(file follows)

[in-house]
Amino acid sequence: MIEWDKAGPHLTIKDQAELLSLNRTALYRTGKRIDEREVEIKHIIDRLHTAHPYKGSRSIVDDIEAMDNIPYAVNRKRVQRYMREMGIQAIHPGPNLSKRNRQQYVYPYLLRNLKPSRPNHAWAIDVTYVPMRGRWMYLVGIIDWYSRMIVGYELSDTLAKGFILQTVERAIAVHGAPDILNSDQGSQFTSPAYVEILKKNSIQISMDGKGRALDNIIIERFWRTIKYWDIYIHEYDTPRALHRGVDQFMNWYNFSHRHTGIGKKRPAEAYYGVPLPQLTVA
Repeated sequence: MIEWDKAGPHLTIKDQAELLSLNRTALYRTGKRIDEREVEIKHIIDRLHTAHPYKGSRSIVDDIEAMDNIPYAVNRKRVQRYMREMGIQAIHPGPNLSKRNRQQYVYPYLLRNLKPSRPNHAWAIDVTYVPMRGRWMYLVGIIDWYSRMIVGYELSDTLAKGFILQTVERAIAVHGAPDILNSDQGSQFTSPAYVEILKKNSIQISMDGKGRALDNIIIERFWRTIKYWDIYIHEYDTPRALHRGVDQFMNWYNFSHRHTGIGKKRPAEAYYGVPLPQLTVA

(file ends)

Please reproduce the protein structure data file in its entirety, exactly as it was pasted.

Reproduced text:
[in-house]
Amino acid sequence: MIEWDKAGPHLTIKDQAELLSLNRTALYRTGKRIDEREVEIKHIIDRLHTAHPYKGSRSIVDDIEAMDNIPYAVNRKRVQRYMREMGIQAIHPGPNLSKRNRQQYVYPYLLRNLKPSRPNHAWAIDVTYVPMRGRWMYLVGIIDWYSRMIVGYELSDTLAKGFILQTVERAIAVHGAPDILNSDQGSQFTSPAYVEILKKNSIQISMDGKGRALDNIIIERFWRTIKYWDIYIHEYDTPRALHRGVDQFMNWYNFSHRHTGIGKKRPAEAYYGVPLPQLTVA
Repeated sequence: MIEWDKAGPHLTIKDQAELLSLNRTALYRTGKRIDEREVEIKHIIDRLHTAHPYKGSRSIVDDIEAMDNIPYAVNRKRVQRYMREMGIQAIHPGPNLSKRNRQQYVYPYLLRNLKPSRPNHAWAIDVTYVPMRGRWMYLVGIIDWYSRMIVGYELSDTLAKGFILQTVERAIAVHGAPDILNSDQGSQFTSPAYVEILKKNSIQISMDGKGRALDNIIIERFWRTIKYWDIYIHEYDTPRALHRGVDQFMNWYNFSHRHTGIGKKRPAEAYYGVPLPQLTVA